This river is flowing from the throne of God and the Lamb.

[2] Down the middle of that high street made of gold.

On either side of the road is the tree of life.

In the final chapter of the Bible we are thrown back to Eden itself.

Remember there were 2 trees that Adam & Eve were prohibited from eating from.

The tree of the knowledge of good and evil. Which they ate from.

And the tree of life. Which they were prevented from eating from.

Years before John’s vision, Ezekiel had prophesied, through a similar vision:

12 Fruit trees of all kinds will grow on both banks of the river. Their leaves will not wither, nor will their fruit fail. Every month they will bear fruit, because the water from the sanctuary flows to them. Their fruit will serve for food and their leaves for healing.’ Ezekiel 47:12.

Now that fruit of life is available to all.

[3]-[5] The curse has been removed.

The throne of God and Lamb are in the city. His servants will serve him. There will be ways in which we will continue to serve God. But not in the dark, but in the light of His face.

The name of God will be on their foreheads. We will be plainly seen as His.

Again we are reminded there is no night, no lamps, no sun.

“The Lord God will give them light”.

“And they will reign forever and ever”. We will be serving, but we will also be reigning! I wonder what that will mean.

What a truly astounding picture. It’s our great hope as Christians!

It’s something to anticipate, but how do we live now in the light of it?

How urgently will we share the good news of Jesus with those around us?

Simon Ponsonby writes:

“Such a hope, such a heaven, must have a powerful impact on our lives. The contemplation of it must lead us to action”. (And the Lamb wins).

“Your kingdom come, your will be done” we often pray. Wanting more and more to see heaven on earth, in the knowledge that one day all that hides heaven from our view will be stripped away.

Let’s be those who work to enable others to see the kingdom of heaven, as we look forward to that day when God’s dwelling will be with his people.

Sermon blog: Higher Love

Higher love

Psalm 103

I wonder how you would describe your view of God.

What is he like? Is he a God who loves you or a God who watches over you like a headmaster waiting for you to trip up? Or even a God who has no interest whatsoever?

People will have many different views.

Outspoken atheist Richard Dawkins wrote this in his book “the God Delusion”

“The God of the Old Testament is arguably the most unpleasant character in all fiction: jealous and proud of it; a petty, unjust, unforgiving control-freak; a vindictive, bloodthirsty ethnic cleanser; a misogynistic, homophobic, racist, infanticidal, genocidal, filicidal, pestilential, megalomaniacal, sadomasochistic, capriciously malevolent bully.”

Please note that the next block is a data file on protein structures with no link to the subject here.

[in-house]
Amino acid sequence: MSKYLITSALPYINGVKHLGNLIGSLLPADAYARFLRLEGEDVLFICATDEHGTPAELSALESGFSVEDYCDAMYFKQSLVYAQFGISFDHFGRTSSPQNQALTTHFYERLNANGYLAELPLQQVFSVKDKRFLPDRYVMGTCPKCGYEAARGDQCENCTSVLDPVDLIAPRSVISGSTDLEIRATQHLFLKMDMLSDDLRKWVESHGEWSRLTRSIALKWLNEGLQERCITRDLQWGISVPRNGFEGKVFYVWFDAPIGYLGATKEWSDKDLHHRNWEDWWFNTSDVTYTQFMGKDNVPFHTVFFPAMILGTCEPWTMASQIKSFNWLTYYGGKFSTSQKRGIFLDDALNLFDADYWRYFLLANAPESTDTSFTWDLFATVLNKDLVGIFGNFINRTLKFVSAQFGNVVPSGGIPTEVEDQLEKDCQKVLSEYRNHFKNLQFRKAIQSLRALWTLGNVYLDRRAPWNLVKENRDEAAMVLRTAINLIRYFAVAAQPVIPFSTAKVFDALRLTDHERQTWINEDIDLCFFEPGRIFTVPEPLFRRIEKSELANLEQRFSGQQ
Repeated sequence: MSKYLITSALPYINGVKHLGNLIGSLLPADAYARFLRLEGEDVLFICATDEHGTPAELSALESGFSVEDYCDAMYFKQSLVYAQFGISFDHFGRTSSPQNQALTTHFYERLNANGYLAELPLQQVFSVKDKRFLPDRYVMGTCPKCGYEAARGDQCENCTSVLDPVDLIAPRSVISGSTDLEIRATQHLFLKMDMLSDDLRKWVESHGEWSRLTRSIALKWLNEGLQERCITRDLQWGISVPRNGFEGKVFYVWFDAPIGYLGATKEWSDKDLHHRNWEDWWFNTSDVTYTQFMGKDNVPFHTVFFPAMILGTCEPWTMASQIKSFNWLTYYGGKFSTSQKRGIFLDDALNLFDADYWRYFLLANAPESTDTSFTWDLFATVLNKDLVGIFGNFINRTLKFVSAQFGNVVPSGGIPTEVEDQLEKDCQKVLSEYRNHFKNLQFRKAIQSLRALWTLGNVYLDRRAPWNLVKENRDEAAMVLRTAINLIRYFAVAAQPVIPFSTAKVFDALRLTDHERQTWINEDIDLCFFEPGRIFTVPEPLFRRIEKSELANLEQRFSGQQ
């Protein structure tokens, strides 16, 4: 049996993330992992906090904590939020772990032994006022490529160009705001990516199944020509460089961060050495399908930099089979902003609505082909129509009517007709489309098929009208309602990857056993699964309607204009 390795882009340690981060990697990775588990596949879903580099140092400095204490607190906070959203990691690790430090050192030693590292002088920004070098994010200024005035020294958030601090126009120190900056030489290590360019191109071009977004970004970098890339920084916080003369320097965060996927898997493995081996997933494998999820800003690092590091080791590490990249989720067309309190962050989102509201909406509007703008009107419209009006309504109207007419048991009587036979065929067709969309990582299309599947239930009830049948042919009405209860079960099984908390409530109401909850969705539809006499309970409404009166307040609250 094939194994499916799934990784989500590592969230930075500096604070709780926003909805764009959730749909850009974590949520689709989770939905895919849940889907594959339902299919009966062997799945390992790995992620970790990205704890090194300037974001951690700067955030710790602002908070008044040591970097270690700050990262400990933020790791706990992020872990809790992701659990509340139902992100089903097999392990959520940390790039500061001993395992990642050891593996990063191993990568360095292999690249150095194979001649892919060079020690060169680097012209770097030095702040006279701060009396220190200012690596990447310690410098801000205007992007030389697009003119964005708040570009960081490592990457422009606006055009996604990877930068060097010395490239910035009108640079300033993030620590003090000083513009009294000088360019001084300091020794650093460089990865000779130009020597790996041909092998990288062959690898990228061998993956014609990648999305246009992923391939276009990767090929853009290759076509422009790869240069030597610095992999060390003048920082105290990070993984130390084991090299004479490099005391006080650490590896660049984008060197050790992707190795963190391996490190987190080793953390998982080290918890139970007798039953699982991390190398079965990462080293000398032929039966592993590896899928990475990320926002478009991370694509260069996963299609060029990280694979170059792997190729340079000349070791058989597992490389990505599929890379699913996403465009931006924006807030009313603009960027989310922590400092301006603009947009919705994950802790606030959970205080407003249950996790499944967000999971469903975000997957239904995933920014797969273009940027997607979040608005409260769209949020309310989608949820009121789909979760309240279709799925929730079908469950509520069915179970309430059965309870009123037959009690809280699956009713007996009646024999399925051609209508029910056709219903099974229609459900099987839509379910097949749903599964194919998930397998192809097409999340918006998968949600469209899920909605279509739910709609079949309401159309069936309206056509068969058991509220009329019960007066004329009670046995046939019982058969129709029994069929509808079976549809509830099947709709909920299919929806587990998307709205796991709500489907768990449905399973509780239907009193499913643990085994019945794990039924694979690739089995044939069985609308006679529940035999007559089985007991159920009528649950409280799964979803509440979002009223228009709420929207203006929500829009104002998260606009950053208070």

There’s a lot of big words there and I’m not even sure I know what they all mean.

But considering Richard Dawkins doesn’t believe in God, you have to say it sounds as though he really doesn’t like Him!

It is probably fair to say that many of us would have to admit that we don’t always understand the ways of God, particularly in the Old Testament.

I have recently read a book about the violence of the Old Testament, from David & Goliath to the killing of all men women and children in Jericho.

It’s a difficult area, but to my mind it’s not an option for us to re-write scripture taking out the bits we struggle with.

Anyway speaking of David, the psalm we read today is one of the many that he wrote. Of the 150 hymns in the Hebrew song book at least 73 are copyrighted to King David.

In amongst all his other skills he was a prolific songwriter.

Of course not all Psalms are the same. There is joy and sadness, praise and pain, trust and complaining.

And we would find examples of David’s writing where life was far from plain sailing and he has serious questions to ask of God.

This Psalm though is one of unadulterated praise. David lets us in on his vision of who God is and what he is like.

It’s a a vision which is spectacular. A description which is breathtaking, as he describes a God who is so good. Beyond anything that we could expect or understand.

This is indeed a Psalm of praise, perhaps more than any Psalm we could think of and my fear is it is going to be impossible to do it full justice even if we had more time to do so.

I don’t know whether you would admit to talking to yourself?

I certainly do!

And I pray too. And sometimes I find it difficult to be certain where one ends and the other begins.

My thoughts wander to something that’s on my mind. But maybe the subject of my thoughts is an indication of what I really want God to do for me.

This is a psalm of praise, but David never addresses God directly.

For the most part, certainly as he begins, he’s talking to himself.

[1] “praise the Lord, my soul”. Or “praise the Lord I tell myself”.

It seems praise does not always come easily. Even a lyricist like David can suffer writer’s block.

So he encourages himself to praise. To give thanks to God. To make much of God.

With everything that he has. He is going to praise God’s holy name.

[2] for praising God does something for David and for us. It helps us not to forget.